28 April 2009

Job stress key to depression

Reducing on-the-job stress and strain may lower the risk of depression, new research suggests.


Reducing on-the-job stress and strain may lower the risk of depression, new research suggests.

Over a 10-year period, workers who initially reported having high-strain jobs but then later reported perceiving their jobs as being less stressful, were at the same risk of major depression as their peers who worked at low-strain jobs for the entire time, Dr JianLi Wang of the University of Calgary in Alberta and colleagues found.

"These results indicated that interventions targeted to reducing job strain may significantly reduce the risk of depression," they noted in a report in the American Journal of Epidemiology.

To investigate how changes in job strain over time might influence people's likelihood of becoming depressed, the researchers looked at 4 866 people participating in the Canadian National Population Health Survey. All had reported on their job strain status in 1994-1995 and again in 2000-2001.

The researchers divided study participants into four groups: people with low job strain at both time points; people with high job strain at both points; people with low job strain at the first time point and high job strain at the second; and people who initially had high job strain and then reported low job strain.

Job strain tied to higher risk
Among people with consistently high job strain, 8 percent had an episode of major depression during the study period, compared to 4 percent of those who had low job strain at both time points. For people whose jobs got less stressful, the risk of major depression was 4.4 percent, compared to 6.9 percent for people whose jobs became more stressful.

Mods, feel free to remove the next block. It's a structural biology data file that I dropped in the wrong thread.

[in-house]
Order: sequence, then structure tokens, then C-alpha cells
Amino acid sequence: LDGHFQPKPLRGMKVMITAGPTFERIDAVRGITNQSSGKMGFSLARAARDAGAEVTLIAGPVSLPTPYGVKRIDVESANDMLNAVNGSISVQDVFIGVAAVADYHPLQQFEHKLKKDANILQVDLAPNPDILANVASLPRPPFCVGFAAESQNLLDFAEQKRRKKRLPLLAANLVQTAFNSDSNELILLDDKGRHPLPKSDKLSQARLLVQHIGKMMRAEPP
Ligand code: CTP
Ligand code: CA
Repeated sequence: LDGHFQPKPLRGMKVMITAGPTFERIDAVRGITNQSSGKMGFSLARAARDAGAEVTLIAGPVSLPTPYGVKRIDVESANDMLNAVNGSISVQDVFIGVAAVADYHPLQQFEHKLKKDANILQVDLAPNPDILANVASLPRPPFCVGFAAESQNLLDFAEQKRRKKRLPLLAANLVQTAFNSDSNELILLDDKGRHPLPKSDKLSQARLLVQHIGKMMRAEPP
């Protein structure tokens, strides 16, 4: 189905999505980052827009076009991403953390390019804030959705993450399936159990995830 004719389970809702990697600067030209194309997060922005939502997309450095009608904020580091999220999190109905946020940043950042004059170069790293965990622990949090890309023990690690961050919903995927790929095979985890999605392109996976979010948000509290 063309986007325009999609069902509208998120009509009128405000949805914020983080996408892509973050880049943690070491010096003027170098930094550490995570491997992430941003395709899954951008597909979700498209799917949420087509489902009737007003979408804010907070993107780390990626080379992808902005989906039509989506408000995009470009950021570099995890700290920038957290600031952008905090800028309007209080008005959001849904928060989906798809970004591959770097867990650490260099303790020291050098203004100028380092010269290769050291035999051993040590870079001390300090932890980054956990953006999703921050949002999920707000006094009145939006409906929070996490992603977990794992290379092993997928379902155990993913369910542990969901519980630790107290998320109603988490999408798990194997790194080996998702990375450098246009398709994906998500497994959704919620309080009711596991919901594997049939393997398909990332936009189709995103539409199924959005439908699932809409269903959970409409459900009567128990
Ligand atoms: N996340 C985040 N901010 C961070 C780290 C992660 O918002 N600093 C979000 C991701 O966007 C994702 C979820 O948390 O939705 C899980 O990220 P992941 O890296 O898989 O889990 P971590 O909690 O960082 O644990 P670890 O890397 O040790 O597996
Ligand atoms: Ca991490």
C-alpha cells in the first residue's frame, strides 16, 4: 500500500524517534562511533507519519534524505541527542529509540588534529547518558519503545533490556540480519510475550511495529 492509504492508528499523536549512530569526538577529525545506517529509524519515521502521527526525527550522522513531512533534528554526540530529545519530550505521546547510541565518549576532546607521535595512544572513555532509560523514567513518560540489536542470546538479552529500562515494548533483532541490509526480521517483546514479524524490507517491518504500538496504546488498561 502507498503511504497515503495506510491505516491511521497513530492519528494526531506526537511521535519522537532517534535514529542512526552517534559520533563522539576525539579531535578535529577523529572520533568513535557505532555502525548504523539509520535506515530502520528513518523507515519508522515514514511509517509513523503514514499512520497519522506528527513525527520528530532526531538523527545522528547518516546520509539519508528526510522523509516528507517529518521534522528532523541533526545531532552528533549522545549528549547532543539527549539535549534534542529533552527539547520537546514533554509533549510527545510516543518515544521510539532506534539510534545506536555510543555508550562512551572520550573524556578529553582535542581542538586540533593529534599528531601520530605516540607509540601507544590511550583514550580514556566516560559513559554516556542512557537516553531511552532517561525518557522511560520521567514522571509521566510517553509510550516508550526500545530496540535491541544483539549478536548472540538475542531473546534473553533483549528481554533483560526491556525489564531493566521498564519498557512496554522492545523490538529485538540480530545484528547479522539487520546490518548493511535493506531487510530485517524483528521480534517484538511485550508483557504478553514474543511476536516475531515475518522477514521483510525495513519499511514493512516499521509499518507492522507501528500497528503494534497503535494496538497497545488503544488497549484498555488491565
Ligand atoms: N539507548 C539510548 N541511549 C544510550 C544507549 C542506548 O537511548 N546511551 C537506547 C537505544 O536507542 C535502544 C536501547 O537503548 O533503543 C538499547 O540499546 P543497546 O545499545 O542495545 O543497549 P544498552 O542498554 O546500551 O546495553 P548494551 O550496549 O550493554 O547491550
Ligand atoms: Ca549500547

Within the group of people with high job strain at both time points, the researchers found, only those who rated their health as good or excellent at the beginning of the study were at greater risk of major depression; those who rated their health as poor to fair weren't at increased risk. "These participants may have accepted the reality of having poor health and of exposure to various risk factors for health," Wang and colleagues suggest.

Because how people see their job's stressfulness can change frequently, the researchers call for future studies to measure job strain in shorter time increments to better understand how workplace stress relates to depression. – (Reuters Health, April 2009)

SOURCE: American Journal of Epidemiology, May 1, 2009.

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Michael Simpson has been a senior psychiatric academic, researcher, and Professor in several countries, having worked at London University in the UK; McMaster University in Canada; Temple University in Philadelphia, USA.; and the University of Natal in South Africa.

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